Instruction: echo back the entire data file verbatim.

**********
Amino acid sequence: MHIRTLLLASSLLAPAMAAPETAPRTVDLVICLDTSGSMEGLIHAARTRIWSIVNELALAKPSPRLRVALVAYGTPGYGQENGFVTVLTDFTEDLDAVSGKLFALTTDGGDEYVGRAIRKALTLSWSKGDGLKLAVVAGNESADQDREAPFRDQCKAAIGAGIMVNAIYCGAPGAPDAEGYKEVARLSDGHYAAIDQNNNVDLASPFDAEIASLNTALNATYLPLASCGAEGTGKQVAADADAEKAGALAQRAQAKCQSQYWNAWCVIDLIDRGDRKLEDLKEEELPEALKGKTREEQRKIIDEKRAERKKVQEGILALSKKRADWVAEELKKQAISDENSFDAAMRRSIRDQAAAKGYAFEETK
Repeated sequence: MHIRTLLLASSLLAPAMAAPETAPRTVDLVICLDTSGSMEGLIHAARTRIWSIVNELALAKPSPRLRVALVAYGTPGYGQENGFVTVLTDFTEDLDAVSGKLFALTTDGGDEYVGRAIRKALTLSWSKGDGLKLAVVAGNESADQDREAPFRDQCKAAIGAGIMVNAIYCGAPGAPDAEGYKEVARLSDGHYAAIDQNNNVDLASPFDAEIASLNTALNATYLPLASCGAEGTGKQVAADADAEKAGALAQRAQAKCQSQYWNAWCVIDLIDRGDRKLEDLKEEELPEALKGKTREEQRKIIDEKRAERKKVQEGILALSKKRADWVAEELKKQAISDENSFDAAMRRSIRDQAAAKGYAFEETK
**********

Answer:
Amino acid sequence: MHIRTLLLASSLLAPAMAAPETAPRTVDLVICLDTSGSMEGLIHAARTRIWSIVNELALAKPSPRLRVALVAYGTPGYGQENGFVTVLTDFTEDLDAVSGKLFALTTDGGDEYVGRAIRKALTLSWSKGDGLKLAVVAGNESADQDREAPFRDQCKAAIGAGIMVNAIYCGAPGAPDAEGYKEVARLSDGHYAAIDQNNNVDLASPFDAEIASLNTALNATYLPLASCGAEGTGKQVAADADAEKAGALAQRAQAKCQSQYWNAWCVIDLIDRGDRKLEDLKEEELPEALKGKTREEQRKIIDEKRAERKKVQEGILALSKKRADWVAEELKKQAISDENSFDAAMRRSIRDQAAAKGYAFEETK
Repeated sequence: MHIRTLLLASSLLAPAMAAPETAPRTVDLVICLDTSGSMEGLIHAARTRIWSIVNELALAKPSPRLRVALVAYGTPGYGQENGFVTVLTDFTEDLDAVSGKLFALTTDGGDEYVGRAIRKALTLSWSKGDGLKLAVVAGNESADQDREAPFRDQCKAAIGAGIMVNAIYCGAPGAPDAEGYKEVARLSDGHYAAIDQNNNVDLASPFDAEIASLNTALNATYLPLASCGAEGTGKQVAADADAEKAGALAQRAQAKCQSQYWNAWCVIDLIDRGDRKLEDLKEEELPEALKGKTREEQRKIIDEKRAERKKVQEGILALSKKRADWVAEELKKQAISDENSFDAAMRRSIRDQAAAKGYAFEETK